I made this image while boating in Archers Creek behind Parris Island, the US Marine Corps training grounds.  It is the featured photograph for September in my 2010 Lowcountry Calendar and you can view it and the rest of my picture galleries at Archers Creek is a restricted area and runs alongside the practice firing range. The sound of their weapons can often be heard while boating the neighboring waters.  Sunday is the only day when public passage from the Beaufort River to the Port Royal Sound is permitted. The azure sky, deep blue water, puffy white clouds and lush Spartina grasses this Sunday presented me with the essence of Lowcountry summertime that often draws photographers and other artists to this region.

Photo tip If you were to take one of your favorite landscape images from the pages of a magazine and analyze it, you would undoubtedly find a strong foreground and background and one or more tools used by the photographer or artist to move your eye from the former to the latter. These tools include leading lines (bold straight lines like the horizon, diagonals, or s-curves), light and dark contrasting areas, color changes, or various textures to name a few.  These tools are used to steer the viewer’s eye around the frame in some purposeful way. Personally I don’t want the viewers attention to leave the image, bored or wondering what was outside the frame over here or up there.  To accomplish this, there must be some order or balance of picture elements arranged in such a way as to hold the attention of the observer even for just a few seconds. This day provided me plenty of components. I decided to keep the horizon out of the middle of the frame to accentuate the sky and yet keep enough foreground water with reflections to lead the viewers’ eye into the image.  Please visit us online for more information on my photo tours, products and to see more images or read my blog.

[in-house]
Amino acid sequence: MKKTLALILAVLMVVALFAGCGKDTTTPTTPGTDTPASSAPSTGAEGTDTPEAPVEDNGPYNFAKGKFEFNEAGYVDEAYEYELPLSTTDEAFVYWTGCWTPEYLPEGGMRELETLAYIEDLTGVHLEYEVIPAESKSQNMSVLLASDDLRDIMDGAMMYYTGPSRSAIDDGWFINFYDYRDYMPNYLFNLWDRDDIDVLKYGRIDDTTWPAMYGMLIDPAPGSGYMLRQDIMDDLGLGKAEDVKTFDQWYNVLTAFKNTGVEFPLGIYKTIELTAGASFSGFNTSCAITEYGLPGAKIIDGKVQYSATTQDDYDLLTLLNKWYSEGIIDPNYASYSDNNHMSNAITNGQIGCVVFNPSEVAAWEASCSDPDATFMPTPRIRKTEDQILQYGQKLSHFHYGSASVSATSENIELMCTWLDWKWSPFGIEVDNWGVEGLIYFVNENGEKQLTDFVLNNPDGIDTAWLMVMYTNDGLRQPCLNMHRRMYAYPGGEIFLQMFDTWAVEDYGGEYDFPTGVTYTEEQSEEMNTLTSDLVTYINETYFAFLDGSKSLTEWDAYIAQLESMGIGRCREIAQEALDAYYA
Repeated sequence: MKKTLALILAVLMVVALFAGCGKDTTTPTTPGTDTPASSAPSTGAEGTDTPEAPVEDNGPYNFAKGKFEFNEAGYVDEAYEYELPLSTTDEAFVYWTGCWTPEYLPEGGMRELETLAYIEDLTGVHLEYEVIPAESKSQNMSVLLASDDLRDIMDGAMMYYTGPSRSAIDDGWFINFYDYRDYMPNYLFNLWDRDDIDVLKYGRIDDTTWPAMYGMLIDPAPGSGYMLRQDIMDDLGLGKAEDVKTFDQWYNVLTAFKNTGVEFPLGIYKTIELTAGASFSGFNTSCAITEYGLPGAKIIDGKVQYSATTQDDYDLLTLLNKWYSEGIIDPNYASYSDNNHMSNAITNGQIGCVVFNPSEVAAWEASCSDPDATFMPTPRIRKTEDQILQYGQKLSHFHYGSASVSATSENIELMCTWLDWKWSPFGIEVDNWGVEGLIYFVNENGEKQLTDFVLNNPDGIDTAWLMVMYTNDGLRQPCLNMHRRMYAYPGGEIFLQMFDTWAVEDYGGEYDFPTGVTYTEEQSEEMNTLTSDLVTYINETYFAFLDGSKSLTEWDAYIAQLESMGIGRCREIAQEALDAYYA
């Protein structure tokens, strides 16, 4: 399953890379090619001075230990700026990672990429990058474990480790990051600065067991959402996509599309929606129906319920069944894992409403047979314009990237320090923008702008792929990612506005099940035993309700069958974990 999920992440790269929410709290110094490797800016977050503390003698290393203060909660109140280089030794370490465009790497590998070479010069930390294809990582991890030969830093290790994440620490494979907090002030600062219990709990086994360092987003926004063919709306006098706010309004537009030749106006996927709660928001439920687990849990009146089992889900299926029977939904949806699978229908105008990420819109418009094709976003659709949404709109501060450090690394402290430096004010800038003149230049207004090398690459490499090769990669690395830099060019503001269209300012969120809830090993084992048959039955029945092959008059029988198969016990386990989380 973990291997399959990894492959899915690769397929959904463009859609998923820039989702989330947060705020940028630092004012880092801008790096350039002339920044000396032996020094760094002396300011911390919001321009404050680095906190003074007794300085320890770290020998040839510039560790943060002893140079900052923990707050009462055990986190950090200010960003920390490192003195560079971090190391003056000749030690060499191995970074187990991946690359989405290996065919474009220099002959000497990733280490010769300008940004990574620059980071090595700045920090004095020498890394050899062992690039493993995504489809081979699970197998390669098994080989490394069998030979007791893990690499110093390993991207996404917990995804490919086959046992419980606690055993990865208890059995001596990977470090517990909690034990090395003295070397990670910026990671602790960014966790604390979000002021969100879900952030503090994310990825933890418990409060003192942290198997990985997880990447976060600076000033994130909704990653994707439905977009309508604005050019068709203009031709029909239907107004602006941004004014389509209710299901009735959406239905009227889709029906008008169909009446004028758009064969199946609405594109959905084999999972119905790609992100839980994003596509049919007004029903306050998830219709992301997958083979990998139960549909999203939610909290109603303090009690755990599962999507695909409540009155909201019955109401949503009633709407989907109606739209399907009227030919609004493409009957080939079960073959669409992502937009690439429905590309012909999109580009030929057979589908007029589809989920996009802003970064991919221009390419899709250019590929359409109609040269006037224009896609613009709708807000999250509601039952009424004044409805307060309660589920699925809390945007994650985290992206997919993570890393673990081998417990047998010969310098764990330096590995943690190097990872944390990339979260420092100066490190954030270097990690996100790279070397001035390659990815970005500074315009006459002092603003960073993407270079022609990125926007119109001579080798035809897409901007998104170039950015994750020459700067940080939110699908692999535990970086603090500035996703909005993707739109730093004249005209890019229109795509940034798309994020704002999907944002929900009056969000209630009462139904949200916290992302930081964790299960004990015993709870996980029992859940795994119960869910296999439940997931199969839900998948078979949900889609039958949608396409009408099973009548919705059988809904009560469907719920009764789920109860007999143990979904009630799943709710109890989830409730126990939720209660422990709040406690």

Thursday, August 26, 2010

Photo Tours August- Angie Monigal

Hi Eric,

Thanks again for the great photo tour! It was great to be out shooting with someone who understands lighting and was so knowledgeable about the animals and tides. I thought I'd share a few photos from the tour. Thanks again!


Huspah Creek @ Hilton Head Island

Pinckney Island National Wildlife Refuge

Snowy Egret feeding in Oysters

Angie McMonigal Photography

Wednesday, August 11, 2010